U.S Mortgage Rates Rise but Remain Well Below the 3% MarkMortgage rates rise though the continued to fall well below the 3% level. Rising COVID-19 cases has led to some uncertainty over the economic outlook…
Mortgage rates rose for the first time 5-weeks in the week ending 29th July.
Following a 10 basis points decline from the previous week, 30-year fixed rates increased by 2 basis points to 2.80%.
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While on the rise, 30-year mortgage rates have risen just once beyond the 3% Since 21st April.
Compared to this time last year, 30-year fixed rates were down by 19 basis points.
30-year fixed rates were still down by 214 basis points since November 2018’s last peak of 4.94%.
Economic Data from the Week
It was a quiet first half of the week on the U.S economic calendar.
Economic data included house price figures alongside durable goods and consumer confidence numbers.
A pickup in consumer confidence in July and a continued rise in durable goods orders were key in the week.
On the monetary policy front, the FED left policy unchanged mid-week, which was in line with market expectations. While delivering a positive economic outlook, FED Chair Powell continued to downplay any tapering plans.
After a risk-off start to the week, positive IMF economic growth forecasts for the U.S delivered further support to riskier assets in the week.
A continued rise in new COVID-19 cases globally remained a test market risk appetite, however.
Freddie Mac Rates
The weekly average rates for new mortgages as of 29th July were quoted by Freddie Mac to be:
- 30-year fixed rates rose by 2 basis points to 2.80% in the week. This time last year, rates had stood at 2.99%. The average fee remained unchanged at 0.7 points.
- 15-year fixed declined by 2 basis points to 2.10% in the week. Rates were down by 41 basis points from 2.51% a year ago. The average fee remained unchanged at 0.7 points.
- 5-year fixed rates fell by 4 basis point to 2.45%. Rates were down by 49 points from 2.94% a year ago. The average fee fell from 0.4 points to 0.3 points.
According to Freddie Mac,
- Home owners and buyers continue to benefit from some of the lowest mortgage rates of all-time.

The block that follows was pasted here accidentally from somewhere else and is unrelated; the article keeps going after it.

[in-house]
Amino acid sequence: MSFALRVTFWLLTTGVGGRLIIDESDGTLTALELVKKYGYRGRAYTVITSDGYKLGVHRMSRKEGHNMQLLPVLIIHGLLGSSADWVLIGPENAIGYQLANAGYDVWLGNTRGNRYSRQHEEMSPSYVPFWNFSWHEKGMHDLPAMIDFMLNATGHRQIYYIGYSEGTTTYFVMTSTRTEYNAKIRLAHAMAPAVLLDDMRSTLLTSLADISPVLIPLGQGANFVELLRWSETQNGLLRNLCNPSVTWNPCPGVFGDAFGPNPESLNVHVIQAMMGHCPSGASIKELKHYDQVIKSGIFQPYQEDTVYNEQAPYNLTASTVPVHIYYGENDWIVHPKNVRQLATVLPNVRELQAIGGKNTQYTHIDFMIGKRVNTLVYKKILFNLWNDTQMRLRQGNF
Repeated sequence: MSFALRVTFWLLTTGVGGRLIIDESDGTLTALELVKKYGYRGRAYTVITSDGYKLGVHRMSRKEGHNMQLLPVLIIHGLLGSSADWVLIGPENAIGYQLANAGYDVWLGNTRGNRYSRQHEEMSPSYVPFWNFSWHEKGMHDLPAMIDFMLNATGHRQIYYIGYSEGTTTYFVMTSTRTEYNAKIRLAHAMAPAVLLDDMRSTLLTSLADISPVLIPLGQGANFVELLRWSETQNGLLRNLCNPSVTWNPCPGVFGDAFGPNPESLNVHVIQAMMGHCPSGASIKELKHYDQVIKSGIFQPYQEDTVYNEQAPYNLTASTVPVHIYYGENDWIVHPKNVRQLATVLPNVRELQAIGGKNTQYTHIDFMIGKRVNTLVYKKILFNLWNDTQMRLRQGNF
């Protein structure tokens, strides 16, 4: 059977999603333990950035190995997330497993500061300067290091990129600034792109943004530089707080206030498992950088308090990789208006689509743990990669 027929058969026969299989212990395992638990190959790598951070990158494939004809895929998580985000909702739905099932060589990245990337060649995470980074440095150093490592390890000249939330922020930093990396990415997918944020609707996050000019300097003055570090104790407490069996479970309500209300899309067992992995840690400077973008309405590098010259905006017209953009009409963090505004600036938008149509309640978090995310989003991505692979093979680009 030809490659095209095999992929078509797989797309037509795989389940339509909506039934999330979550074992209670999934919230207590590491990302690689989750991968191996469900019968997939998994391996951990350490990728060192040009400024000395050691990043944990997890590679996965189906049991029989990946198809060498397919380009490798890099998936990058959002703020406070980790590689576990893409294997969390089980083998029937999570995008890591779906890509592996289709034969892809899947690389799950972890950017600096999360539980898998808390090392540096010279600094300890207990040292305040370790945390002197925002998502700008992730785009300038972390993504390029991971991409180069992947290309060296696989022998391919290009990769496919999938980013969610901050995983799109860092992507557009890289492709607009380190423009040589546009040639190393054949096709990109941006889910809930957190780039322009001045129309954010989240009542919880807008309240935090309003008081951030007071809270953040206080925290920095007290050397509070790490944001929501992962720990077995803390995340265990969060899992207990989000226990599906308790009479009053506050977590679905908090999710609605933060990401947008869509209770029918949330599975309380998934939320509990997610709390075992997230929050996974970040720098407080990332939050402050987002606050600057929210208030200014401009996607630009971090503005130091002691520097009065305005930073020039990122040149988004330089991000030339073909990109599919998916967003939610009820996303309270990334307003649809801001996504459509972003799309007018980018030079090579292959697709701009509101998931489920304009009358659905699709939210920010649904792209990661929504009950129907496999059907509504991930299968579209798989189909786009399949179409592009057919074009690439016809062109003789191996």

- Largely due to the current environment, the 30-year fixed-rate remains below 3% for the 4th consecutive week, while the 15-year fixed-rate hits another record low.
Mortgage Bankers’ Association Rates
For the week ending 23rd July, the rates were:
- Average interest rates for 30-year fixed with conforming loan balances decreased from 3.11% to 3.01%. Points decreased from 0.43 to 0.34 (incl. origination fee) for 80% LTV loans.
- Average 30-year fixed mortgage rates backed by FHA decreased from 3.08% to 3.03%. Points rose from 0.31 to 0.35 (incl. origination fee) for 80% LTV loans.
- Average 30-year rates for jumbo loan balances decreased from 3.13% to 3.11%. Points decreased from 0.32 to 0.27 (incl. origination fee) for 80% LTV loans.
Weekly figures released by the Mortgage Bankers Association showed that the Market Composite Index, which is a measure of mortgage loan application volume, increased by 5.7% in the week ending 23rd July. In the week prior, the index had fallen by 4.0%.
The Refinance Index increased 9% and was 10% lower than the same week a year ago. The index had fallen by 3% in the previous week.
In the week ending 23rd July, the refinance share of mortgage activity increased from 64.9% to 67.2%. The share had risen from 64.1% to 64.9% in the week prior.
According to the MBA,
- The 10-year Treasury yield declined last week as investors grew concerned about increasing COVID-19 case counts and the downside risks to the current economic recovery.
- Refinance applications jumped in response to 30-year fixed rates falling to their lowest level since Feb-2021. The 15-year fell to another record low dating back to 1990.
- The purchase index fell for the 2nd consecutive week to its lowest level since May-2020 and has now declined on an annual basis for the past 3-months.
- Potential buyers continue to be put off by extremely high home prices and increased competition.
- The FHFA reported that May home prices were 18% higher than a year ago, continuing a 7-month upward trend.
For the week ahead
It’s a busier first half of the week. Economic data includes private sector PMIs and ADP nonfarm employment change figures.
We can expect the ISM Non-Manufacturing PMI and ADP nonfarm employment change figures to be key.
From elsewhere, private sector PMI figures from China and the Eurozone will also influence market risk sentiment,
Away from the economic calendar, COVID-19 news updates will remain a key driver, however.